Fieldwork Robotics has completed initial field trials of its robot raspberry harvesting system. The tests took place at a West Sussex farm owned by Fieldwork’s industry partner, leading UK soft-fruit grower Hall Hunter Partnership, which supplies Marks & Spencer, Tesco and Waitrose. Data from the trials will be used to refine and improve the prototype system before further field trials are held later this year. If they are successful, manufacturing of a commercial system is expected to begin in 2020.
Fieldwork Robotics was incorporated to develop and commercialise the work of Dr Martin Stoelen, Lecturer in Robotics at the University’s School of Computing, Electronics and Mathematics.
“Starting the field testing at Hall Hunter Partnership is a major milestone for us, and will give us invaluable feedback to keep developing the system towards commercialisation, as part of our Innovate UK funding. I am very proud of the achievements of the team, at Fieldwork Robotics Ltd and across my different research projects on robotic harvesting here at the University of Plymouth, says Dr Martin Stoelen,
Farmers around the world are increasingly interested in robot technology to address the long-term structural decline in labour. Fieldwork is focusing initially on raspberries because they are hard to pick, are more delicate and easily damaged than other soft fruits, and grow on bushes with complex foliage and berry distribution. Once the system is proved to work with raspberries, it can be adapted readily for other soft fruits and vegetables, with the same researchers also developing proof-of-concept robots for other crops following interest from leading agribusinesses.
Wearing a sensor-packed glove while handling a variety of objects, MIT researchers have compiled a massive dataset that enables an AI system to recognize objects through touch alone. The information could be leveraged to help robots identify and manipulate objects, and may aid in prosthetics design.
The researchers developed a low-cost knitted glove, called “scalable tactile glove” (STAG), equipped with about 550 tiny sensors across nearly the entire hand. Each sensor captures pressure signals as humans interact with objects in various ways. A neural network processes the signals to “learn” a dataset of pressure-signal patterns related to specific objects. Then, the system uses that dataset to classify the objects and predict their weights by feel alone, with no visual input needed.
In a paper published today in Nature, the researchers describe a dataset they compiled using STAG for 26 common objects — including a soda can, scissors, tennis ball, spoon, pen, and mug. Using the dataset, the system predicted the objects’ identities with up to 76 percent accuracy. The system can also predict the correct weights of most objects within about 60 grams.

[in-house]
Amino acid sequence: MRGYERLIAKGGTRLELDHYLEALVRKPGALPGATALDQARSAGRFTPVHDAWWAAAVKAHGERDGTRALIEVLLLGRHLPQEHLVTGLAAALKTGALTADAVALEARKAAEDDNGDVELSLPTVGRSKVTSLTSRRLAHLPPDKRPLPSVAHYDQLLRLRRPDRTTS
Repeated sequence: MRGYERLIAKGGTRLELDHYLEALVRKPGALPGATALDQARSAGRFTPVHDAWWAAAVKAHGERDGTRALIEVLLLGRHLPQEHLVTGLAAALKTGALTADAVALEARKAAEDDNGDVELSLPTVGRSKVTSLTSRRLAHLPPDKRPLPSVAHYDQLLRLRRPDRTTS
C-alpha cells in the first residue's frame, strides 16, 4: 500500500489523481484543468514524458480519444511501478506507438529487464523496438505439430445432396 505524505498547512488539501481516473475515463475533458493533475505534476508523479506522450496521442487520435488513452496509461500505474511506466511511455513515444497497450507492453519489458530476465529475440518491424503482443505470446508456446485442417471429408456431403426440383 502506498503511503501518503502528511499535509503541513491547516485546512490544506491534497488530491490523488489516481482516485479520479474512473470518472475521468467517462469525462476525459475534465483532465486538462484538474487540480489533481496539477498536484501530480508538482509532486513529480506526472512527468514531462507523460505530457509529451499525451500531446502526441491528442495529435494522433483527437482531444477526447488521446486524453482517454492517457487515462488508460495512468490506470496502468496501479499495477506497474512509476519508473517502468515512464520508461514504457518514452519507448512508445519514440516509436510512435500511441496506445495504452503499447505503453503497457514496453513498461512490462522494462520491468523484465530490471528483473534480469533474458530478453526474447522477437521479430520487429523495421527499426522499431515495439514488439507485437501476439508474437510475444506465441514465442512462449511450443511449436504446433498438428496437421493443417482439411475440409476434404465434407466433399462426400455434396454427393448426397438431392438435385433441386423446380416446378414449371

Similar sensor-based gloves used today run thousands of dollars and often contain only around 50 sensors that capture less information. Even though STAG produces very high-resolution data, it’s made from commercially available materials totaling around $10.
The tactile sensing system could be used in combination with traditional computer vision and image-based datasets to give robots a more human-like understanding of interacting with objects.
“Humans can identify and handle objects well because we have tactile feedback. As we touch objects, we feel around and realize what they are. Robots don’t have that rich feedback,” says Subramanian Sundaram PhD ’18, a former graduate student in the Computer Science and Artificial Intelligence Laboratory (CSAIL). “We’ve always wanted robots to do what humans can do, like doing the dishes or other chores. If you want robots to do these things, they must be able to manipulate objects really well.”
The researchers also used the dataset to measure the cooperation between regions of the hand during object interactions. For example, when someone uses the middle joint of their index finger, they rarely use their thumb. But the tips of the index and middle fingers always correspond to thumb usage. “We quantifiably show, for the first time, that, if I’m using one part of my hand, how likely I am to use another part of my hand,” he says.
The new york-based ‘multi-planetary’ design agency, AI Spacefactory, gives us a closer look of what life on Mars might actually be like as they receive 1st place in the finale of NASA‘s 3D printed habitat challenge. After , the final phase saw structures built head to head over a duration of 30 hours and 3 days. the winning 15-foot tall prototype, called ‘MARSHA’, prevailed due to its level of autonomy and material performance, seeing the team scoop the prize of $500,000.
In addition to being built with nearly no human assistance, AI spacefactory was also awarded the top place for MARSHA’s innovative biopolymer basalt composite – a biodegradable and recyclable material derived from natural materials found on Mars. After withstanding NASA’s pressure, smoke, and impact testing, this material was found to be stronger and more durable than its concrete competitors.
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‘it’s light, and it’s strong, like an airplane. that’s going to be very important for these types of habitats,’ comments Lex Akers, dean of the caterpillar college of engineering and technology at Bradley university.
AI spacefactory autonomously constructed their prototype Mars entire in-situ, lifting an industrial robot 13-feet into the air on a forklift to 3D print the vertical, egg-shape habitat After spending 2 years developing construction technologies for Mars, AI spacefactory plans to bring its space-driven technologies back to earth this year. demonstrating the sustainable nature of their biopolymer composite, they will recycle the materials from MARSHA and re-use them to 3d print TERA – the first-ever space-tech eco habitat on earth.
‘We developed these technologies for space, but they have the potential to transform the way we build on earth,’ said David Malott, CEO and founder of AI spacefactory. ‘By using natural, biodegradable materials grown from crops, we could eliminate the building industry’s massive waste of unrecyclable concrete and restore our planet.’
Computers and artificial intelligence continue to usher in major changes in the way people shop. It is relatively easy to train a robot’s brain to create a shopping list, but what about ensuring that the robotic shopper can easily tell the difference between the thousands of products in the store?